Over the last few months, I’ve been focusing on making my new book sound conversational, and approachable. My publisher was pushing me toward this approach, mainly because of their concern for how the book would come across to unbelievers.
I appreciated this perspective, so I started to change my style. But when I first tried, my writing became wordy – it did sound like I was speaking, but that also diminished its literary quality.
Until I stumbled across a little exercise I’ve found incredibly valuable. So valuable, in fact, I’ve used it on every single page I’ve written: The Coffee Shop Secret.
The Coffee Shop Secret.
Imagine taking your writing – whatever it is – into a local coffee shop. It’s not Christian owned. It’s a Friday night, and 15-20 people are gathered round.
You need to say something valuable to them. They’ve given up their evening, when they could be out at a concert, or drinking a beer with buddies.
But no, they’re here, for you.
So, you sit on a stool, and you read aloud. It’s amazing – every single time I picture this scenario, and read my manuscript out loud, I find a hundred little things I wouldn’t have noticed otherwise. Each of this little tweaks are exactly what my manuscript needed to become both conversational and high-quality.
Why it Works.
I’ve been shocked by how helpful this little tactic has been for me. Here are just a few ways its helped me to transform my writing:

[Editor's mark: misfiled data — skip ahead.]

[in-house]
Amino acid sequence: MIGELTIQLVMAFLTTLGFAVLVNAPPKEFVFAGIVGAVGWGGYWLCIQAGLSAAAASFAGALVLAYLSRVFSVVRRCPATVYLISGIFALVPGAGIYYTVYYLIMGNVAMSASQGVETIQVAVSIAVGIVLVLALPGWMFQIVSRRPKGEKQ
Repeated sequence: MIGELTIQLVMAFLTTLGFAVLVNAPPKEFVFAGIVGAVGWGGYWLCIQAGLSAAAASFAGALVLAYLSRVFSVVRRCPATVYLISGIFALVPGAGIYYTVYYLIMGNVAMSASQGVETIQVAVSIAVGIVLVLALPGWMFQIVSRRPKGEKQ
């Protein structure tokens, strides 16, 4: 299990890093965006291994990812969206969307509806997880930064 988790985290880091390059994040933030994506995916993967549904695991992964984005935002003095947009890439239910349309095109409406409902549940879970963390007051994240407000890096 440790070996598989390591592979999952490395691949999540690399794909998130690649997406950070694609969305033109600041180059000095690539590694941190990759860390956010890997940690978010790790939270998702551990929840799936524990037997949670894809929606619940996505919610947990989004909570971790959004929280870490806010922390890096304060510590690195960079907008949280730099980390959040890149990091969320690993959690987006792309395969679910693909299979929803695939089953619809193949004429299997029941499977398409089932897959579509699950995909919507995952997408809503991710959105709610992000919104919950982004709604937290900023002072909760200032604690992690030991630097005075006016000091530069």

1. It’s eliminated my wordiness. It’s incredible how many unnecessary words I can use on a page compared to speech. When I picture that crowd at the coffee shop, I intuitively know they need sharp, poignant sentences that leave them on their toes.
2. It’s forced me to ground level. The people at the coffee shop don’t naturally care about my biblical material – at least, they THINK they don’t. So with every sentence, I need to convince them that they are interested, that what I have to say is crucial for their lives. That means I think more of their concerns, and am constantly forced to bring the text to ground level.
3. It’s brought out my personality. Sometimes I find myself in “professor” mode or “preacher” mode when I’m writing something I’m passionate about. But neither of these modes are really me. I’m laid back, and I have a sense of humor. When I picture the coffee-shop crowd, I picture them connecting with that side of me.
4. It’s forced me to use the word “I”. The word “I” is one of the most attention grabbing words in the English language. It’s personal. It’s vulnerable. It says that what you are writing matters to you, deeply. William Zinsser points out in his book “On Writing Well” that although we’ve been coached out of first-person in school, the non-academic world thrives in first-person. When I think about my coffee-shop friends, I know that type of language connects with them.